Lower Columbia College | 2013 Commencement Ceremony

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77th Annual Commencement Ceremony

Friday, June 21, 2013, Kelso High School Schroeder Field.

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Commencement Address

Paul Laufmann, Lower Columbia College Junior College, Class of 1958, United Paradyne Corporation Board of Directors Chairman/CEO, Retired

So Now What Can you Expect?

I would like to begin my address by sharing a startling statistic with you - at least it's startling to me. And it is this - something less than 1% of all the people who have ever lived have had the opportunity to reside in the US - and of those only very, very few have attained the level of education and opportunities you now have before you.

Imagine that - only a few hundredths of a percent of all the people of history have reached the position you now find yourself. Isn't that statistic humbling? How fortunate you are!

I would like to share with you some lessons I've learned in a post-college career of over 50 years. I sat where you now sit, wondering what awaited me, so maybe my experiences can give you some idea of what might await you.

Some of you will attend universities - some of you will enter into your professional careers. Regardless, these principles should apply.

First, find your passion and strive to excel: You may not find it in your first position. Like me, maybe what you really need right now is exposure - and a paycheck! But you will now have the chance to explore your profession firsthand.

Develop your 'ideal job' goals. Learn all you can about it and create a plan to get into that field; treat it just like it is a 'project' - then get to work on advancing your plan. (After an exciting few years in rocket propulsion research and development, I discovered my primary interest was in project management, the business side of the field. So I searched for, and found, an opportunity in my locale to attend a USC evening school curriculum, MS in Systems Management. That led to accelerating my promotability.)

You'll find your way into your path - keep plugging. There are roadblocks to any endeavor, so be prepared to adjust your plan along your path - if you are sincere about it, you will get by those bumps in the road. You will eventually get there - your task is then to excel in it. Study it, look for weaknesses and develop strategies to resolve those needs - you will be recognized for your efforts. And, guess what - recognition comes easier and faster if a recognition motive isn't even in your plan.

Secondly, recognize that every endeavor has a budget: You will find a boss that you might consider 'dumber than dirt', but that is still your boss. You'll have to keep in mind that your boss will have restraints you may not have appreciation for - like a budget. While you might have a great new idea, your employer might not have the resources to address it. Every advancement needs assets to develop it, dollars, time, assets employed, etc., so keep that in mind.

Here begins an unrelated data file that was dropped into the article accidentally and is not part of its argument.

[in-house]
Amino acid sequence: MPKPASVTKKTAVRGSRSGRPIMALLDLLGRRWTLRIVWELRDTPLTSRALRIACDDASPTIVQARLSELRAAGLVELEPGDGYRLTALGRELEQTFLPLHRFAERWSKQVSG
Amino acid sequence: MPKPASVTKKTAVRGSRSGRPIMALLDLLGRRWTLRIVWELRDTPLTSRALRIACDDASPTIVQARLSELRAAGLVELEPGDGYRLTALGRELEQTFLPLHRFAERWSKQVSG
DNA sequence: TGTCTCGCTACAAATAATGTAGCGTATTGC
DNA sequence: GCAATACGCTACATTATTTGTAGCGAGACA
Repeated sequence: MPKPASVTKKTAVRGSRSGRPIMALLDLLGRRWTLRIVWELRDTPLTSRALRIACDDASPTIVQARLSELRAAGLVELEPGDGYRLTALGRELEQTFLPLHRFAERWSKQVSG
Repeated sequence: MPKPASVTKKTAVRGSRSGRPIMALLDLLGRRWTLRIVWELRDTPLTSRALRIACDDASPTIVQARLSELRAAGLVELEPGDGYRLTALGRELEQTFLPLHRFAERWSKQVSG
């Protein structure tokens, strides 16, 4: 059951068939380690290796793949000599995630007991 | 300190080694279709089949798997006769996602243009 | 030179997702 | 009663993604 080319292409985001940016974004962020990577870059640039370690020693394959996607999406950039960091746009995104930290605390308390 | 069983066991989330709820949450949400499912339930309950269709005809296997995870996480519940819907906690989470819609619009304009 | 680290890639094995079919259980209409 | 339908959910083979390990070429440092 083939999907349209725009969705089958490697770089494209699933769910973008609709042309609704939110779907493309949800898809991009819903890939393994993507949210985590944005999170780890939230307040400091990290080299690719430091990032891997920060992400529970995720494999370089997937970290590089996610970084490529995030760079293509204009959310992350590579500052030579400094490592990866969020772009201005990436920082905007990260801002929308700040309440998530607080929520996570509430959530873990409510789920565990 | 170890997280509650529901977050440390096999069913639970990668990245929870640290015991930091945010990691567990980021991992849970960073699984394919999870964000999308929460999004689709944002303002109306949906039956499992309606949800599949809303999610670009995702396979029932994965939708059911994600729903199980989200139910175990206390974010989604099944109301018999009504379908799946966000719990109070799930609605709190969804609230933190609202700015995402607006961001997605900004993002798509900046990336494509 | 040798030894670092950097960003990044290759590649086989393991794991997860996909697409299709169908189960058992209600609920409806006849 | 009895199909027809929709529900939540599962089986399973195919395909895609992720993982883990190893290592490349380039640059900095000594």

The most important axiom I had to learn was - your boss is the boss - and if he or she didn't need help doing his/her job, you wouldn't have a job!

Thirdly, information is your friend, maintain its integrity: A recent and very vivid example of the misapplication of information is the case of the United Nations' IPCC (International Panel on Climate Change) contract with the East Anglia University in the United Kingdom. They were commissioned as the responsible repository for all related climate change documentation, maintaining the data and disseminating it to investigators in the field.

No matter what one's opinion is on the subject of man's involvement in climate change, it was found that these stewards had already predetermined a conclusion and manipulated data to support it, while repressing data that conflicted with their desired conclusions. Further, they even demonized those scientists who acquired, published or wished to access data refuting their preconceived positions. The consequence? Their actions caused considerable damage to those whose position it was to connect humans' activities to climate anomalies - they damaged their own cause!

While the acquisition and interpretation of data is legitimately open to debate, data is data - its existence is real and it should not be repressed.

Fourthly, ATTITUDE - your attitude is essential to success: The projection of your personality will always be assessed. That may not be fair, but it is a reality in our world. How you approach a task or an event will be observed and measured by those in position to evaluate and influence your performance, assignments and promotability.